Urmila - From troubled life to Torch-Bearing role-model. Seen selling mushrooms to supplement her income.

From Troubled Life to Role-Model

Urmila started as a clinic attendant in one of CORD’s subcenters. She was referred by the villagers because of her husband, who would beat her every day after a bout of drinking. He was a poor village carpenter with meager earnings that he splurged entirely on alcohol and other addictive habits. He was also a minor village bootlegger, a gambler, and a womanizer. One night, he even tried to sell Urmila to his drinking mates. That was when she ran away in the middle of the night with her four little children to her inlaws’ home, about five miles away, where she began to stay in a very small room given to her by her in-laws.

She had no money to feed the children. She would earn a little on some days by doing odd jobs in certain homes in the village. Her husband did not leave her alone. He would visit her from time to time. On some days, her husband came home drunk and kicked the food she and her children were about to eat after having been hungry all day and, as usual, beat them all for no reason. Expected to be the traditional bread winner of the family, he did not like the fact that she was the one who was earning some money and feeding the family. In fact, her condition was so desperate that the villagers advised her to live with some other man. Urmila did not want to get into any such type of relationship. Nevertheless, the villagers constantly kept pestering her to enter into such a relationship.

At that juncture, when CORD first met her, she was hiding her face behind her veil, emaciated, unable to utter a word except for an occasional nod. Then, Urmila started working as a clinic attendant on a wage of Rs. 50 per month! She was soon promoted because of her diligence. She was trained as a Village Health Guide by CORD. Her readiness to learn and transfer her health-related knowledge, and her ability to help implement the program with efficiency, enabled her to rapidly grow from a part-time worker (working twice a week for a few hours only) to a fulltime worker. CORD devoted much effort to build her knowledge and skills. Before long, she emerged as an excellent community-development worker and a team leader.

During her work with CORD, Urmila started learning, practicing, and transferring the skills and knowledge to change her own as well as other people’s lives in the community. In her free time, she worked with her growing children to earn extra income from her own microenterprise. She grew mushrooms at home and sold them to make a reasonable profit. Through CORD’s facilitation, she formed, nurtured, and strengthened CBOs of women called Mahila Mandal — Self-Help Groups for Microfinance Access; Adolescent Girls’ Groups; Farmers and Youth Groups; and Children’s Groups.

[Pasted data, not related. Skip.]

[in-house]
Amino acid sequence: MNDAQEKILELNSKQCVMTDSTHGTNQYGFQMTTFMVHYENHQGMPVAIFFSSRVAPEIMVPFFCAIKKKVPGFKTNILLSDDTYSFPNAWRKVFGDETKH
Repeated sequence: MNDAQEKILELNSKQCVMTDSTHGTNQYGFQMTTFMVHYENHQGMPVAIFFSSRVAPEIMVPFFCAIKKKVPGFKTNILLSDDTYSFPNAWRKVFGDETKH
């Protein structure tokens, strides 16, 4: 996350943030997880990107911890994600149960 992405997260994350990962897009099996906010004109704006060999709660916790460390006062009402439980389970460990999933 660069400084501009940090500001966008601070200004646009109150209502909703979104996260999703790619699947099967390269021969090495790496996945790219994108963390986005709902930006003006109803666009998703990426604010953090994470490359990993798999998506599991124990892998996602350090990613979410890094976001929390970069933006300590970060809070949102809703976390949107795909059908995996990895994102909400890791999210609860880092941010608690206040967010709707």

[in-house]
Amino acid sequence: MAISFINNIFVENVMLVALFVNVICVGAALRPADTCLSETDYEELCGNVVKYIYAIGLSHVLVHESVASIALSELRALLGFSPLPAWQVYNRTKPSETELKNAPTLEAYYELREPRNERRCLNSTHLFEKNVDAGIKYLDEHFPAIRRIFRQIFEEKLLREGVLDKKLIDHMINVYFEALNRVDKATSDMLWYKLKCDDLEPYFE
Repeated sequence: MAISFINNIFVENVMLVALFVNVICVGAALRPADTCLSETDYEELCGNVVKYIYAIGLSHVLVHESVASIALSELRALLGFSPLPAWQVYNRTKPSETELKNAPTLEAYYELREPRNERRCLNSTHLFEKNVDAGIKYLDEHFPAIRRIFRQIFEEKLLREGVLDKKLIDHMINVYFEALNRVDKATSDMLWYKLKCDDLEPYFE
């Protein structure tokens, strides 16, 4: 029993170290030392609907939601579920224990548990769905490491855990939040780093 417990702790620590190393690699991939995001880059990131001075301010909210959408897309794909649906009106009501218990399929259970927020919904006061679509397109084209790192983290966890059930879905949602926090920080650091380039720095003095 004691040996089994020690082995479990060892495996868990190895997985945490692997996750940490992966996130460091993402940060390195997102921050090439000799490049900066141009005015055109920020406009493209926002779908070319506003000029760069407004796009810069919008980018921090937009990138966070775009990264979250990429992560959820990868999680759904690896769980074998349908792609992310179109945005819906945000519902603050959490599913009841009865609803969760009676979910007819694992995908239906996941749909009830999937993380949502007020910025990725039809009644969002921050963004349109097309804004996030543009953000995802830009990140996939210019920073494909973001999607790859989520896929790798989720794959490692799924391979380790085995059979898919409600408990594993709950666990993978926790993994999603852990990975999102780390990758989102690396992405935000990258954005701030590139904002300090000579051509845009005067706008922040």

Urmila then started leading a team of women group facilitators at CORD as a supervisor and later as Chief Community Development Worker. Besides having that role, she herself won people’s confidence in her village through her consistent and persistent selfless work. She won the election and became the ward representative in her Gram Panchayat. She soon began to train others on how to function resourcefully in the Panchayati Raj Institution and promote local self-governance.

Urmila coaching community workers

With the Guru’s Blessings

Both Urmila’s and Kaushalya’s (see next topic about Kaushalya) children are well settled today, and both of these women have managed to build their small comfortable homes. What they treasure most is their special moments with Gurudev, who gave them love and encouragement, which Guruji now continues to give. Urmila Devi recalls the time when, during a workshop on environment at Solan, Himachal Pradesh, she and her friend Vidya Devi won a cash prize of Rs. 500 in a speech competition about the ‘Environment.’ They were very excited and decided to offer this prize money at the feet of Gurudev. When they were trying with difficulty to reach Gurudev through the crowd of devotees around him, Gurudev noticed them and said loudly to the devotees, “Please give some space so that my people can come to me.” He then introduced them to the crowd, said that they were doing very good work, and blessed them. Later, Gurudev wrote to Urmila a letter which she still treasures today and says, “This is a letter to me from God.” (See the original letter and the typed version below)